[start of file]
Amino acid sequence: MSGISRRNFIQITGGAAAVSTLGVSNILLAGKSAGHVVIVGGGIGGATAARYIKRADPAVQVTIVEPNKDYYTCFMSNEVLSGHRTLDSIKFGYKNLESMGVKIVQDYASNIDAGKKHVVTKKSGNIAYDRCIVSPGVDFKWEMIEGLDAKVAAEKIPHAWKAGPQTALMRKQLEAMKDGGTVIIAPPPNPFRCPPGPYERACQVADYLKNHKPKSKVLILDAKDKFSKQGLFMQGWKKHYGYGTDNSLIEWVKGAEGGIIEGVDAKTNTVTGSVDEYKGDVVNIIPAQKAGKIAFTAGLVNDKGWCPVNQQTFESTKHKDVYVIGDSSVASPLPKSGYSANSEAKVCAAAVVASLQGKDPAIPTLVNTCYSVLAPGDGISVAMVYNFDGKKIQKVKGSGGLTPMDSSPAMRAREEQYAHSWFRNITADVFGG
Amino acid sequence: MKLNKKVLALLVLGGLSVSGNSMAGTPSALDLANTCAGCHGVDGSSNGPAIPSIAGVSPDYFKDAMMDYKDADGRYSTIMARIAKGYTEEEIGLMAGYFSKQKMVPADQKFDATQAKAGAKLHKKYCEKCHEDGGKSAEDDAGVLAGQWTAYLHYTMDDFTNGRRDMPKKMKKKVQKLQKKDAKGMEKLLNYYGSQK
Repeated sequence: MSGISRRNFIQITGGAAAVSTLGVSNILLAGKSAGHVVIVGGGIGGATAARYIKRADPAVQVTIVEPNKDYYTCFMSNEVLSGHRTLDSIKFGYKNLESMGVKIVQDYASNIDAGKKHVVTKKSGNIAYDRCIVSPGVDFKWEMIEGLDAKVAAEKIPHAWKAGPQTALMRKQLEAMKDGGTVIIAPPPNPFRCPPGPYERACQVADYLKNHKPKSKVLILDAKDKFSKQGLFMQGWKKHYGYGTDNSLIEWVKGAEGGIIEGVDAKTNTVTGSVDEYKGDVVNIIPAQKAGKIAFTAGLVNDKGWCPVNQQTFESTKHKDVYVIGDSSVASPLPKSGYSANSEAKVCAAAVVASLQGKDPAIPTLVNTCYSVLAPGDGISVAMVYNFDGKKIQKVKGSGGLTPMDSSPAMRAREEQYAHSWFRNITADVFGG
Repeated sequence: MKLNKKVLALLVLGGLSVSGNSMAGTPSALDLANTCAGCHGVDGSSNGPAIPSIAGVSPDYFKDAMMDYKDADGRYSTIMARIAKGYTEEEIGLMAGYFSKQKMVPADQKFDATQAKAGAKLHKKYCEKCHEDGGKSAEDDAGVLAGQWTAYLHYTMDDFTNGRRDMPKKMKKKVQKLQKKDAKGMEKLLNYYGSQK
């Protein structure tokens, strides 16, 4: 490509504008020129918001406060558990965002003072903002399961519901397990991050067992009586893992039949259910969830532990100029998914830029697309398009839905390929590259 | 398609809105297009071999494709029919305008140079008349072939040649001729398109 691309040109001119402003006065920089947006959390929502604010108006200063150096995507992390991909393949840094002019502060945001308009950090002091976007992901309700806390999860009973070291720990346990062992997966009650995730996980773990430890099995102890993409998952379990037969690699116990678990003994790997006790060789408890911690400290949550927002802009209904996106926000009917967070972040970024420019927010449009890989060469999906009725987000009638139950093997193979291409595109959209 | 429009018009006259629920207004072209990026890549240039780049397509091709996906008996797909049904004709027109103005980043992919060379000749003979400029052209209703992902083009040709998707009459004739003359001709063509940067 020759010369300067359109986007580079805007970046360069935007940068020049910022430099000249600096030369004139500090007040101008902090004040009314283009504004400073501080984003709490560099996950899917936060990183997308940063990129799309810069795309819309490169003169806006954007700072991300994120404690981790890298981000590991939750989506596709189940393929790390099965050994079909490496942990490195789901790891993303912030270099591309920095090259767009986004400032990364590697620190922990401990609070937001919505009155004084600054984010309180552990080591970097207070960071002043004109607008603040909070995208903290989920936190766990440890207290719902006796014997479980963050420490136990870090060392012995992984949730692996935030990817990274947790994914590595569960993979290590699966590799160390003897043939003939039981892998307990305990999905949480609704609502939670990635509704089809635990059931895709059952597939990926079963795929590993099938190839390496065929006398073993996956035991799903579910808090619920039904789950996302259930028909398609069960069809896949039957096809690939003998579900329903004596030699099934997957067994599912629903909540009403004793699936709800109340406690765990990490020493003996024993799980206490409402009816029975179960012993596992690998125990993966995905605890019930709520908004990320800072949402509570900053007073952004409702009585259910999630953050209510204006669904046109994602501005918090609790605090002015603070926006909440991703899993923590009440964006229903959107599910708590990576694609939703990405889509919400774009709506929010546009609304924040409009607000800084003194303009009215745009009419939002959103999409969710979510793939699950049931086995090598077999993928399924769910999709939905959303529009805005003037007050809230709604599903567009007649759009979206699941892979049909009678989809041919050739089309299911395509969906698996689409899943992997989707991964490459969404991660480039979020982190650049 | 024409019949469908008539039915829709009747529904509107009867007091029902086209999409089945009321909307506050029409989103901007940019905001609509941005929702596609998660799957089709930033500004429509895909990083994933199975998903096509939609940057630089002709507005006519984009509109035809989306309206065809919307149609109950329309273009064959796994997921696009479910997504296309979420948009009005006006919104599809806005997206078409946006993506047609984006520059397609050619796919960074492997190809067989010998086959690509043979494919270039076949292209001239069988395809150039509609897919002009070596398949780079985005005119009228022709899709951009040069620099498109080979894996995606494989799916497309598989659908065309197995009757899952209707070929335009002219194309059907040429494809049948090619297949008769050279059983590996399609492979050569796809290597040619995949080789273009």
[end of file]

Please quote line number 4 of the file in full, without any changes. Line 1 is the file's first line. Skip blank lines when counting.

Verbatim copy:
Repeated sequence: MKLNKKVLALLVLGGLSVSGNSMAGTPSALDLANTCAGCHGVDGSSNGPAIPSIAGVSPDYFKDAMMDYKDADGRYSTIMARIAKGYTEEEIGLMAGYFSKQKMVPADQKFDATQAKAGAKLHKKYCEKCHEDGGKSAEDDAGVLAGQWTAYLHYTMDDFTNGRRDMPKKMKKKVQKLQKKDAKGMEKLLNYYGSQK